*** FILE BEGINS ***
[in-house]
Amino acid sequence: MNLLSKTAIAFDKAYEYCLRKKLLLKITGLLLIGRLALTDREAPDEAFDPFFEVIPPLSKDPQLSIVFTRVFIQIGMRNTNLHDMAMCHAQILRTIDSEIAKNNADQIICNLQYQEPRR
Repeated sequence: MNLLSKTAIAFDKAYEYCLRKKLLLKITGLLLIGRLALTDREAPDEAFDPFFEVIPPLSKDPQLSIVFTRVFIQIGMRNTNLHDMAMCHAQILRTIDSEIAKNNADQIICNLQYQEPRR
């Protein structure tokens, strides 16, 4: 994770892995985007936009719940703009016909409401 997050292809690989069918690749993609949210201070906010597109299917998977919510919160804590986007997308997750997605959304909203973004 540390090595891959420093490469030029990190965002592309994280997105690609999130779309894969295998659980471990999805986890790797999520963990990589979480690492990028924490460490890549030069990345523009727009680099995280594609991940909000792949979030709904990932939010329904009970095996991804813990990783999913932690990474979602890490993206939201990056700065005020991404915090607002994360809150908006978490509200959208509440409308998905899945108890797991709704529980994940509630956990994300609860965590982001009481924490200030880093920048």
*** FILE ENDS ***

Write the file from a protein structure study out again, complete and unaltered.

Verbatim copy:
[in-house]
Amino acid sequence: MNLLSKTAIAFDKAYEYCLRKKLLLKITGLLLIGRLALTDREAPDEAFDPFFEVIPPLSKDPQLSIVFTRVFIQIGMRNTNLHDMAMCHAQILRTIDSEIAKNNADQIICNLQYQEPRR
Repeated sequence: MNLLSKTAIAFDKAYEYCLRKKLLLKITGLLLIGRLALTDREAPDEAFDPFFEVIPPLSKDPQLSIVFTRVFIQIGMRNTNLHDMAMCHAQILRTIDSEIAKNNADQIICNLQYQEPRR
């Protein structure tokens, strides 16, 4: 994770892995985007936009719940703009016909409401 997050292809690989069918690749993609949210201070906010597109299917998977919510919160804590986007997308997750997605959304909203973004 540390090595891959420093490469030029990190965002592309994280997105690609999130779309894969295998659980471990999805986890790797999520963990990589979480690492990028924490460490890549030069990345523009727009680099995280594609991940909000792949979030709904990932939010329904009970095996991804813990990783999913932690990474979602890490993206939201990056700065005020991404915090607002994360809150908006978490509200959208509440409308998905899945108890797991709704529980994940509630956990994300609860965590982001009481924490200030880093920048």